Larry Mahnken and SG's

Replacement Level Yankees Weblog

"Hey, it's free!"

The Replacement Level Yankees Weblog has moved!  Our new home is:

Larry Mahnken
Sean McNally
Fabian McNally
John Brattain

This is an awesome FREE site, where you can win money and gift certificates with no skill involved! If you're bored, I HIGHLY recommend checking it out!


Disclaimer: If you think this is the official website of the New York Yankees, you're an idiot. Go away.

May 5, 2006

Bailed Out
by SG

After starting the season strong, Randy Johnson has been really bad. Fortunately, the Yankees have supported Johnson with an average of 9.3 runs per game, which they managed to exceed tonight, beating Tampa Bay 10-5.

Johnson appeared to have issues with his velocity tonight, topping out around 92 mph and also with his command, throwing just 30 balls and 62 strikes, but missing Jorge Posada's target quite frequently. It's been a tale of two Johnsons so far this season, and I can't help but think we haven't gotten the whole story from that game against Kansas City where he left after just five innings and 87 pitches.

In Johnsons' first 3 starts (including the KC game), he accumulated the following line.

IP: 20
H: 16
R: 5
ER: 5
BB: 0
K: 16
BB/9: 0
K/9: 7.2
HR/9: .45
ERA: 2.25
FIP: 2.25
Opp Avg: .213
Opp OBP: .213
Opp SLG: .280

Since then, it's been pretty ugly.

IP: 22.1
H: 25
R: 19
ER: 19
BB: 9
K: 13
BB/9: 3.6
K/9: 5.2
HR/9: 1.6
ERA: 7.67
FIP: 5.98
Opp Avg: .278
Opp OBP: .362
Opp SLG: .500

Despite that line, the Yankees have won three of those four games. In the post-game show, Joe Torre said that Johnson feels fine, so if there is any injury concern, Johnson's not using it as an excuse. It's a small enough sample that it could just be a string of bad starts, but any Yankee fan who's not concerned about Johnson should probably start to be.

Thankfully, the offense did its job and scored 10 runs tonight. Hideki Matsui appears to be busting out of his slump, with three hits including a HR. Matsui entered the game with a line of .255/.330/.408 and exited with a line of .272/.342/.456.

The best sight to see for me was Gary Sheffield making a Willis Reed-like return off the bench in the top of the 7th, with two outs and the Yankees trailing 5-4. Sheffield took three pitches, then lined a hard single to RF. Johnny Damon followed with another single, Derek Jeter worked a walk, and Jason Giambi worked a walk, forcing in the tying run. Alex Rodriguez came back from a 1-2 count to also draw a walk, giving the Yankees the lead. Sheffield drew a walk and also hit another ball hard in his other two trips to the plate.

Johnson finished strong by retiring the two lefties he was called on to face leading off the bottom of the seventh, and then Joe Torre brought in Tanyon Sturtze in a one run game to face the dangerous Jonny Gomes. Gomes hit the ball hard, but right at Jeter, and the Yankees were out of danger.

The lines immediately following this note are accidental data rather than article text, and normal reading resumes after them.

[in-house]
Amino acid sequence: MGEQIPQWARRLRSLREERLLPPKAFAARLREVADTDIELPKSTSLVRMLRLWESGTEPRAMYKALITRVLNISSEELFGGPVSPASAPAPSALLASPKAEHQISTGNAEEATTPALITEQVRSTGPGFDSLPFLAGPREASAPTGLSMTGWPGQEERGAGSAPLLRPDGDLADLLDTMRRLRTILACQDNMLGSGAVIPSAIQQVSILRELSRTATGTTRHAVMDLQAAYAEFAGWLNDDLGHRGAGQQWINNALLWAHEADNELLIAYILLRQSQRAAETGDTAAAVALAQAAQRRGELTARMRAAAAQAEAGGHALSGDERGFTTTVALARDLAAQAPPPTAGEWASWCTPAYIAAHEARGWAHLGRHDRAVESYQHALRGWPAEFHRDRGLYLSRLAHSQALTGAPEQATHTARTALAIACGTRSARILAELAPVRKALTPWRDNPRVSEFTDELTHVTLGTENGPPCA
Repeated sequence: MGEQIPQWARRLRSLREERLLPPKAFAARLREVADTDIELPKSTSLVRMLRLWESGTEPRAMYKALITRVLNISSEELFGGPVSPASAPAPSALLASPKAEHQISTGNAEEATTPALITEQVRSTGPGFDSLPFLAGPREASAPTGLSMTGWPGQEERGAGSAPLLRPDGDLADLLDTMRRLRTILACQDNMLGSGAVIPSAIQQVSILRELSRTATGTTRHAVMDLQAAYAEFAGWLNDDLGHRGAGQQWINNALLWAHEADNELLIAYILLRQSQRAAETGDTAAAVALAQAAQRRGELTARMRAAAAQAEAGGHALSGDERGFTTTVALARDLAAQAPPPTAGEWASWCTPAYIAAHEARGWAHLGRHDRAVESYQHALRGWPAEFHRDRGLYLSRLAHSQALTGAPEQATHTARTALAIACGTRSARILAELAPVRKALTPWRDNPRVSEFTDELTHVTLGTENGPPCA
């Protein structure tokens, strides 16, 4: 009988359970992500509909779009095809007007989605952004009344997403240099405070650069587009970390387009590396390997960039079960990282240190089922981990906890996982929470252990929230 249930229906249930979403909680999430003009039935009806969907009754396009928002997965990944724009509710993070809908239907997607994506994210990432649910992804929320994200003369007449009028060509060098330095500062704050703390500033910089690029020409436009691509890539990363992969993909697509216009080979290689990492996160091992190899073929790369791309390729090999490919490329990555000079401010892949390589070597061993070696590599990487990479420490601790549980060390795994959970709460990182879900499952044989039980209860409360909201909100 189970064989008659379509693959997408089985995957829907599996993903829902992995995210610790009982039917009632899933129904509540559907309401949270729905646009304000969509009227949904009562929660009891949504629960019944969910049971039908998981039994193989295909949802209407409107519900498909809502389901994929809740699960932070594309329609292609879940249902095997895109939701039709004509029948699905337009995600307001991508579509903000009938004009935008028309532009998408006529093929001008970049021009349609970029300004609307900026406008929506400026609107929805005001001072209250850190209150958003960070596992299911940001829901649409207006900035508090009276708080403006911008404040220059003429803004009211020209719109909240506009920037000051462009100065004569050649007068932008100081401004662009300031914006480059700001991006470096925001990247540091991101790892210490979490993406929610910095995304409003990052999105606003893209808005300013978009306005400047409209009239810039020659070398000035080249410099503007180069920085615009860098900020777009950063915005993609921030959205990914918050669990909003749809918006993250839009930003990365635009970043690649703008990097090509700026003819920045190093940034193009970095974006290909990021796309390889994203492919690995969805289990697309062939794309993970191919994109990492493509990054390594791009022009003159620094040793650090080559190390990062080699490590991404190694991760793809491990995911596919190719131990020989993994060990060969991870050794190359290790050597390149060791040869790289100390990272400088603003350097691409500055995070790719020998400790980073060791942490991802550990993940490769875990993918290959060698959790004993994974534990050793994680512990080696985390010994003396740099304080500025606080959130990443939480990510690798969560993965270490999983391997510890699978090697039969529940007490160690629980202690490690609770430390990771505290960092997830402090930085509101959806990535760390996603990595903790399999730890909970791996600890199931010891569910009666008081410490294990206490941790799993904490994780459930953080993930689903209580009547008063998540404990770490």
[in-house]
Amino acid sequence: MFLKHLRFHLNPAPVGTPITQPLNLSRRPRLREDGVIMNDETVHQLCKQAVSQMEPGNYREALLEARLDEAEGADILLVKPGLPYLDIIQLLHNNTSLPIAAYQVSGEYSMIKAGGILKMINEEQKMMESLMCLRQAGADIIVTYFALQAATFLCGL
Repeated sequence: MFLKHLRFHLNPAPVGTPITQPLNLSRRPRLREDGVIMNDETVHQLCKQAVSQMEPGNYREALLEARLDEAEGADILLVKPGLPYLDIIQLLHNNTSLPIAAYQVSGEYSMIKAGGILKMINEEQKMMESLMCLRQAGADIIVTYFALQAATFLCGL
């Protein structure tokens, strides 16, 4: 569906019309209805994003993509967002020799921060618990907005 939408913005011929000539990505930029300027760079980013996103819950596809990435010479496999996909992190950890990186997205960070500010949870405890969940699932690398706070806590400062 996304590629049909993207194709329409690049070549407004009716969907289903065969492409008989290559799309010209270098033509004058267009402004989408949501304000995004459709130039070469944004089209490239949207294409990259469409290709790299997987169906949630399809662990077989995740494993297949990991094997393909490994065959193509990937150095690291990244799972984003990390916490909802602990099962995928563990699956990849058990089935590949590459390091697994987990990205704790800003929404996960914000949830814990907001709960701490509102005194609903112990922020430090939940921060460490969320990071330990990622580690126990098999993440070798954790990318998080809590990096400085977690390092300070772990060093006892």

Johnny Damon hit a grand slam in the top of the eighth to give the Yankees some breathing room and to revive the slumping March to 1000 Runs™, and then Torre chose to take out Sturtze, which was curious. The reasoning behind it as espoused by Ken Singleton almost made my head explode. Singleton said that Torre was probably saving Sturtze for more important spots. I would think that a five run lead with Sturtze already warmed and in the game is pretty much the only time it makes sense to pitch him, but instead, Torre brought in Scott Proctor, ostensibly to save Sturtze for when it counts. He's never even done anything like that for Mariano Rivera. Proctor gave up a walk and then a cheap single after getting a groundout and K, and Torre went to Mike Myers, the Yankees' lefty specialist. With a five run lead. To pitch to what would end up being five hitters, three of them righties. It didn't burn them tonight, but I am concerned about the positive reinforcement that may have been planted in this game.

1) Myers can pitch to righties (he can't)
2) Sturtze can get outs in big spots (not with any consistency)

Torre's bullpen management continues to be bizarre at best, and downright troublesome at worst. Honestly, besides injuries, it could very well be the biggest issue facing this team going forward. Even if Octavio Dotel comes back, I'm not sure he will be used in the optimal manner, particularly if he is not sharp right away.

Enough negativity for now. The Yankees took care of business, beating Tampa twice, and keeping pace with the Red Sox. Playing Texas in Texas is always a pain in the ass. Here are the matchups for the weekend.

M. Mussina (4-1, 2.31) vs. V. Padilla (3-1, 4.04)

S. Chacón (3-1, 4.56) vs. K. Loe (1-2, 4.15)

C. Wang (1-1, 4.89) vs. R. Tejeda (1-0, 3.60)

Two out of three would be nice, but I have a feeling we're due to see Bad Moose at some point soon. The other two games look like tossups. I think one out of three is more likely.